SIGNIFICANCE: Several practices may fall under the definition of “outpatient healthcare facilities.” HB 75’s definition of outpatient healthcare facilities means that these groups will have an annual OSI risk assessment and have the choice of a claims made and reported or occurrence policy with primary limits. While HB 75 states that “independent providers,” a term that includes group practices, are NOT outpatient healthcare facilities, it appears that determination may rest on whether the facility is licensed pursuant to the Public Health Act or is found to be an agent of a hospital or outpatient healthcare facility.
UPDATE: During a special legislative session convened in December 2021, the legislature amended the definition of “outpatient healthcare facility” to clarify that hospital majority-owned facilities will operate under the $4 million hospital cap on medical liability damages in 2022, but outpatient facilities majority-owned by independent physicians will operate under a $750,000 cap for 2022 and 2023. After that, the cap escalates to $5 million per occurrence in 2024, increasing $500,000 annually to $6 million in 2027, after which the cap will be annually adjusted by the consumer price index.
The New Mexico Department of Health Licensing Division has a link to the list of practices that are licensed pursuant to Public Health Act. Queries can be tailored to county, city, and facility type.
Summary of Adjustments to Cap on Non-Medical Damages for Healthcare Providers
||Hospitals and Outpatient Facilities
||PCF Status/Application of MMA Protections
||PCF Coverage for Hospitals and Outpatient Facilities|
|Current Law||$600,000||$600,000||MMA protections apply to HCP opting into PCF||$400,000 per occurrence plus past and future medicals|
|1/1/2022||$750,000||$4,000,000||MMA protections apply to HCP opting into PCF||$500,000 per occurrence plus past and future medicals|
|1/1/2023||$750,000 plus COLA||$4,500,000 plus COLA||MMA protections apply to HCP opting into PCF||$500,000 per occurrence plus past and future medicals|
|1/1/2024||$750,000 plus COLA||$5,000,000 plus COLA||MMA protections apply to HCP opting into PCF||$500,000 per occurrence plus past and future medicals|
|1/1/2025||$750,000 plus COLA||$ 5,500,000 plus COLA||MMA protections apply to HCP opting into PCF||$500,000 per occurrence plus past and future medicals|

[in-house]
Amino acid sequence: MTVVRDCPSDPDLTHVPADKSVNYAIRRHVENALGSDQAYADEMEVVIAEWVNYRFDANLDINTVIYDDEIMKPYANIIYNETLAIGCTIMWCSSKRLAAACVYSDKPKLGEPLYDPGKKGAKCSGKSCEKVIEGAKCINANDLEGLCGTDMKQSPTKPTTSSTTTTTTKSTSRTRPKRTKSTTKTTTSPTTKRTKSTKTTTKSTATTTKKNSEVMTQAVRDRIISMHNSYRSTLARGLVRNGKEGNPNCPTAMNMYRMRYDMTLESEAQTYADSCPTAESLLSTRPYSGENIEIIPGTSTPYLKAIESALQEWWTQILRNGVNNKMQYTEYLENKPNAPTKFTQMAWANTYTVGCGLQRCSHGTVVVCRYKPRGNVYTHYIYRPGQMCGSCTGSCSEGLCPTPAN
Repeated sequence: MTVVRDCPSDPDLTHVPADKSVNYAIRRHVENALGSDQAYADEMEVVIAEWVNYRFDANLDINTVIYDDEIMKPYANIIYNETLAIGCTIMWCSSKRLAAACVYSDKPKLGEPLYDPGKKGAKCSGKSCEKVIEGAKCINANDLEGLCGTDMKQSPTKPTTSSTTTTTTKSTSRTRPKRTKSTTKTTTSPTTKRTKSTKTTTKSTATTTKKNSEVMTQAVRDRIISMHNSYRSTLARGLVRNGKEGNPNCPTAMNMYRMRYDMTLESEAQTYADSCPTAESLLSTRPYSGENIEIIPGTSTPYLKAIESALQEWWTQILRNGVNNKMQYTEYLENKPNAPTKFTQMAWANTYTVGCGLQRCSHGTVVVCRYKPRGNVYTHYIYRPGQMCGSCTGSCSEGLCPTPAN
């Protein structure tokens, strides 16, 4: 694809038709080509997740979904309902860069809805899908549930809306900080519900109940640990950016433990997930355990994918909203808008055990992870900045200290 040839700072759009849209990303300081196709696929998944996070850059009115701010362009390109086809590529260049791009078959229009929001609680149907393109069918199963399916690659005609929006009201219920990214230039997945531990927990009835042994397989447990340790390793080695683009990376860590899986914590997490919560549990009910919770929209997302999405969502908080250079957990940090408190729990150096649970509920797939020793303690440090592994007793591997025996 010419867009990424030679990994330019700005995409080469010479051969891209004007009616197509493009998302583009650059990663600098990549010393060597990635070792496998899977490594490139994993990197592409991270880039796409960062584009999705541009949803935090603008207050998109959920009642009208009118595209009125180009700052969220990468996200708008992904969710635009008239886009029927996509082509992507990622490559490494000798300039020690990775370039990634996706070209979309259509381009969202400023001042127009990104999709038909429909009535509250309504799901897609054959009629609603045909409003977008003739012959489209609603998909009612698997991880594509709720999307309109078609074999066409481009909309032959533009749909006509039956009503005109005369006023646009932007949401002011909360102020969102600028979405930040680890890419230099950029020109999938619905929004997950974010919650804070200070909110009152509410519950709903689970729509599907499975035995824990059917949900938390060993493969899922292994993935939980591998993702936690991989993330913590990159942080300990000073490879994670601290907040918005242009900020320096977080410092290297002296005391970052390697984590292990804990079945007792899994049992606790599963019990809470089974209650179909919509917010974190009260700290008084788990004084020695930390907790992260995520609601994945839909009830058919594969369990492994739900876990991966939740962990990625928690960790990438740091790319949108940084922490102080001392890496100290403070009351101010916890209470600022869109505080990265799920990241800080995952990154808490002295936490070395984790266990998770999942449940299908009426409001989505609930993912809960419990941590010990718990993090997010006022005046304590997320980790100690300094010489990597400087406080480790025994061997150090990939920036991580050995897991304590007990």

|1/1/2026||$750,000 plus COLA||$6,000,000 plus COLA||MMA protections apply to HCP opting into PCF||$500,000 per occurrence plus past and future medicals|
|1/1/2027||$750,000 plus COLA||$6,000,000 plus COLA||Hospitals and facilities are no longer allowed to participate in PCF but retain damage limitations in the MMA going forward||None|
- Hospitals and outpatient healthcare facilities are being excluded from the PCF beginning in 2027. Hospitals and outpatient healthcare facilities will be prohibited from participating in the PCF beginning with claims occurring on or after January 1, 2027. Between January 1, 2022, and December 31, 2026, the PCF’s exposure to claims against a hospital for any one occurrence is capped at $500,000 plus past and future medical expenses. After January 1, 2027, the hospital or outpatient facility is responsible for any settlement or judgment up to the new hospital cap because they no longer qualify to participate in the PCF.
The definition of “hospital” includes a vicarious liability provision that allows hospital parent corporations, subsidiary corporations, or affiliates to be covered under the MMA but only if the affiliated entities are “incorporated or registered in New Mexico.” Employees and agents of a hospital or outpatient healthcare facility are subject to the higher MMA cap as well.
SIGNIFICANCE: Before HB 75 was signed into law, hospitals and outpatient healthcare facilities enjoyed all the protections of the MMA, like individual providers, including the current $600,000 cap. HB 75 puts outpatient health care facilities into the same category as large hospital systems.
The risk posed to the PCF by continued hospital participation in the fund until December 31, 2026, is lessened to some degree by the cap on the PCF obligation at $500,000 plus past and future medicals.